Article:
Muhammad Yunus: Microcredit Missionary
Tuesday, December 20, 2005
As a young economics professor at Chittagong University in Bangladesh in 1976, Muhammad Yunus lent $27 out of his own pocket to a group of poor craftsmen in the nearby town of Jobra. To boost the impact of that small sum, Yunus volunteered to serve as guarantor on a larger loan from a traditional bank, kindling the idea for a village-based enterprise called the Grameen Project. It never occurred to the professor that his gesture would inspire a whole category of lending and propel him to the top of a powerful financial institution.
Today, Yunus runs Bangladesh’s Grameen Bank, a leading advocate for the world’s poor that has lent more than $5.1 billion to 5.3 million people. The bank is built on Yunus’ conviction that poor people can be both reliable borrowers and avid entrepreneurs. It even includes a project called Struggling Members Program that serves 55,000 beggars. Under Yunus, Grameen has spread the idea of microcredit throughout Bangladesh, Southern Asia, and the rest of the developing world.
“At first I didn’t think that what I did had any significance in a broader context,” he explains. But the mission keeps expanding in scale, and in the meantime, Yunus has grown intimately familiar with the unbearable dimensions of global poverty. As many as 1.2 billion people around the planet lack access to basic necessities, he explains, and microfinance could be their pathway out of despair. “Yunus and Grameen have taken a first step, which has inspired others to take a look at [microfinance] as a business,” says John Tucker, deputy director of the microfinance unit at the U.N. Capital Development Fund.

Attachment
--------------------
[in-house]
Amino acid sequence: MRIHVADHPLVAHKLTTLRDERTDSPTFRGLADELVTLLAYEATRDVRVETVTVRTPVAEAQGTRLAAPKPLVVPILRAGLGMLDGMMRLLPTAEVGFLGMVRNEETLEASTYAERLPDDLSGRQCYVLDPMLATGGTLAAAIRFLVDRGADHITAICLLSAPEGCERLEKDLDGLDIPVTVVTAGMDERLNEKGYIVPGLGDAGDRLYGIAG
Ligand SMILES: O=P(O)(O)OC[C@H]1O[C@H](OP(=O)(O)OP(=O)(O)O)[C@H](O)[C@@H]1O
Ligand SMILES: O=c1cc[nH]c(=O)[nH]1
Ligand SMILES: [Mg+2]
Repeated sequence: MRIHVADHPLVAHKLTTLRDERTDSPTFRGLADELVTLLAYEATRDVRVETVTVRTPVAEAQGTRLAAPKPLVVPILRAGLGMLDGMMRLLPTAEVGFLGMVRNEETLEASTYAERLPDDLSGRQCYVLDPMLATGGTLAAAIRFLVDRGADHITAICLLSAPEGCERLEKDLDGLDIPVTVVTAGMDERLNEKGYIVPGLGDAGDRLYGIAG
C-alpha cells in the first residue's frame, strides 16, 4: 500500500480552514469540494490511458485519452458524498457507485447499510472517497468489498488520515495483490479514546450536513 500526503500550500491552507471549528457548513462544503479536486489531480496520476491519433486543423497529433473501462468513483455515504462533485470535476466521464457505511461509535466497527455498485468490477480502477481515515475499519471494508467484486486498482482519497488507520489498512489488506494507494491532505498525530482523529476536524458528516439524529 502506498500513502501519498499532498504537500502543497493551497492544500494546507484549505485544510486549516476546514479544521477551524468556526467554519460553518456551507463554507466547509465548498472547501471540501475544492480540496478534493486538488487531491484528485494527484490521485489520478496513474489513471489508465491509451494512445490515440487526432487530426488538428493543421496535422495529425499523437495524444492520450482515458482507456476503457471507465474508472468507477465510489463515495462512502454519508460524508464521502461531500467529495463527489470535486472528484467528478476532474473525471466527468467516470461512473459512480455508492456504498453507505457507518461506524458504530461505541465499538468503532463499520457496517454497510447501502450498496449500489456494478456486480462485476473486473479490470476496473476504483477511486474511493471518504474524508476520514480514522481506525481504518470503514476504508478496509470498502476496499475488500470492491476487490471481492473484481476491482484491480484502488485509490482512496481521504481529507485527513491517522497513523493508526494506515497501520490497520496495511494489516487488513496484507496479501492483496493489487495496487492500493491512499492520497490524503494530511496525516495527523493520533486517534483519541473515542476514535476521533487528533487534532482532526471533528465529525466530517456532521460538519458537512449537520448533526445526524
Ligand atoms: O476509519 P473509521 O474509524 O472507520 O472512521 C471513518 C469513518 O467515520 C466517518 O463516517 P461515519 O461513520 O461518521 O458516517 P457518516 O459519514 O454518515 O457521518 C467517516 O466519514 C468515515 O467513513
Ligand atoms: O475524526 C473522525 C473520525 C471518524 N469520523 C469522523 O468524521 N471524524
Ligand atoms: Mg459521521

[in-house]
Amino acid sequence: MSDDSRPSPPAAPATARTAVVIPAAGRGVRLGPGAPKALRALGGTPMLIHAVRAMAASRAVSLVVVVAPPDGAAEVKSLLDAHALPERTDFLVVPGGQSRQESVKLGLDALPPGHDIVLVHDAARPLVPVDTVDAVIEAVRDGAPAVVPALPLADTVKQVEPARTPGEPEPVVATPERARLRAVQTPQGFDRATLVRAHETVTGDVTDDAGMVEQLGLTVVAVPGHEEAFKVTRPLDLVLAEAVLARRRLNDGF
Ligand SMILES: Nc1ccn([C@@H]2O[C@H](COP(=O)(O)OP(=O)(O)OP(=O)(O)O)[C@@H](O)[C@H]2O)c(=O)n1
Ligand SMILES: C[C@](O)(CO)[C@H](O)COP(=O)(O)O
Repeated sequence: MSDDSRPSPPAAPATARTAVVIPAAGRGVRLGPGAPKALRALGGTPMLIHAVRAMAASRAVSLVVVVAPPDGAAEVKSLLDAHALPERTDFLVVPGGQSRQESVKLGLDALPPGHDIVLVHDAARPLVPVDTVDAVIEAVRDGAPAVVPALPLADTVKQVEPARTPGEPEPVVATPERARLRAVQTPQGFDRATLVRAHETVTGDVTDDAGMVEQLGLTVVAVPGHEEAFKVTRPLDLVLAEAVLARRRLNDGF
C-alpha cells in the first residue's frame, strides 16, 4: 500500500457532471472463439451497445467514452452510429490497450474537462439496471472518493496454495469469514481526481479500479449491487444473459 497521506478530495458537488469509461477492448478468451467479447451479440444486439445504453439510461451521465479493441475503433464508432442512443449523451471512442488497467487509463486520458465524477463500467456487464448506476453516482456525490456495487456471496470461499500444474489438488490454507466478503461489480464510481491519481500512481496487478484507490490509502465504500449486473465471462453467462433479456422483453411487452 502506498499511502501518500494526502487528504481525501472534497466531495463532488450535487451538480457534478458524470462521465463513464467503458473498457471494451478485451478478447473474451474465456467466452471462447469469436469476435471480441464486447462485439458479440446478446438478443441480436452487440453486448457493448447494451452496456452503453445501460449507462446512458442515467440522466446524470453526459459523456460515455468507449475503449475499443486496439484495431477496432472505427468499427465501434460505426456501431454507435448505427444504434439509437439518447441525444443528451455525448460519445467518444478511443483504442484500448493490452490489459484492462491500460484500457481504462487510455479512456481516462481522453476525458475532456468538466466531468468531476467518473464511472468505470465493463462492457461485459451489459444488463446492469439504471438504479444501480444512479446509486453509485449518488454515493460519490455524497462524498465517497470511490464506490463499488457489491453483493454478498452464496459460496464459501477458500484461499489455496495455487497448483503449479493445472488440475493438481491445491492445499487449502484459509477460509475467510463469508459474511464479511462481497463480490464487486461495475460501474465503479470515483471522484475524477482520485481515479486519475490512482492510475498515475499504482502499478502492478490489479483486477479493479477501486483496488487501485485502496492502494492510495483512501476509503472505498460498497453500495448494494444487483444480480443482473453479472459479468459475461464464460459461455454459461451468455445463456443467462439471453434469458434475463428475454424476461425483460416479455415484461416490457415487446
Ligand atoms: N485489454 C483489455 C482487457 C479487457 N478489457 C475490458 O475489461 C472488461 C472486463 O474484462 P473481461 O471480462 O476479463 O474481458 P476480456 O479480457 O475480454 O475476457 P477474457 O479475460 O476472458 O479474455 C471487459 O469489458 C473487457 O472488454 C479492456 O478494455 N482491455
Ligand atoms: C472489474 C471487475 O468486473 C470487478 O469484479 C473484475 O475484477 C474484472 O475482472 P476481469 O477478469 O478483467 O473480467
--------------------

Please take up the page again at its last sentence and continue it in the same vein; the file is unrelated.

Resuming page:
Yunus’ innovation has broad appeal. In 1997 only about 7.6 million families had been served by microcredit worldwide, according to the 2005 State of the Microcredit Summit Campaign Report. As of Dec. 31, 2004, some 3,200 microcredit institutions reported reaching more than 92 million clients, according to the report. Almost 73% of them were living in dire poverty at the time of their first loan.
When Yunus started Grameen, he wanted to turn traditional banking on its head. One of his first moves was to focus on women because they are most likely to think of the family’s needs. This was a radical step in a traditional Muslim society, and it took Yunus six years to reach his initial goal of a 50-50 gender distribution among borrowers. Today, 96% of Grameen’s borrowers are women. “If banks made large loans, he made small loans. If banks required paperwork, his loans were for the illiterate. Whatever banks did, he did the opposite,” marvels Sam Daley-Harris, director of the Microcredit Summit Campaign. “He’s a genius.”
In some cases, Yunus has been able to attract private capital to fund socially driven businesses. GrameenPhone, a for-profit telecom outfit, is 51% owned by Norway’s Telenor (). It works with the not-for-profit Grameen Telecom to provide bulk airtime for so-called village phones. Funded by loans to individual women, these systems — built from simple handsets and solar chargers — function as pay phones in many rural areas. Now the idea of a “village phone lady” is catching on, along with other low-cost, high-tech systems, in other parts of Asia and Africa. An energy enterprise, Grameen Shakti, sells around 1,500 home solar-panel systems per month throughout rural Bangladesh and is growing 15% a year without subsidies, says Yunus.
The professor’s most recent innovation is still an experiment: Grameen Danone Food Co. is a proposed partnership between Grameen and France’s Group Danone () to make a nutritious and inexpensive baby formula. Next on his list are low-cost eye care and rural hospitals with video-conferencing between villagers and doctors in Dhaka. “In Bangladesh, where nothing works and there’s no electricity,” Yunus says, “microcredit works like clockwork.”
(Hat tip: Karen and the Career Acceleration Network)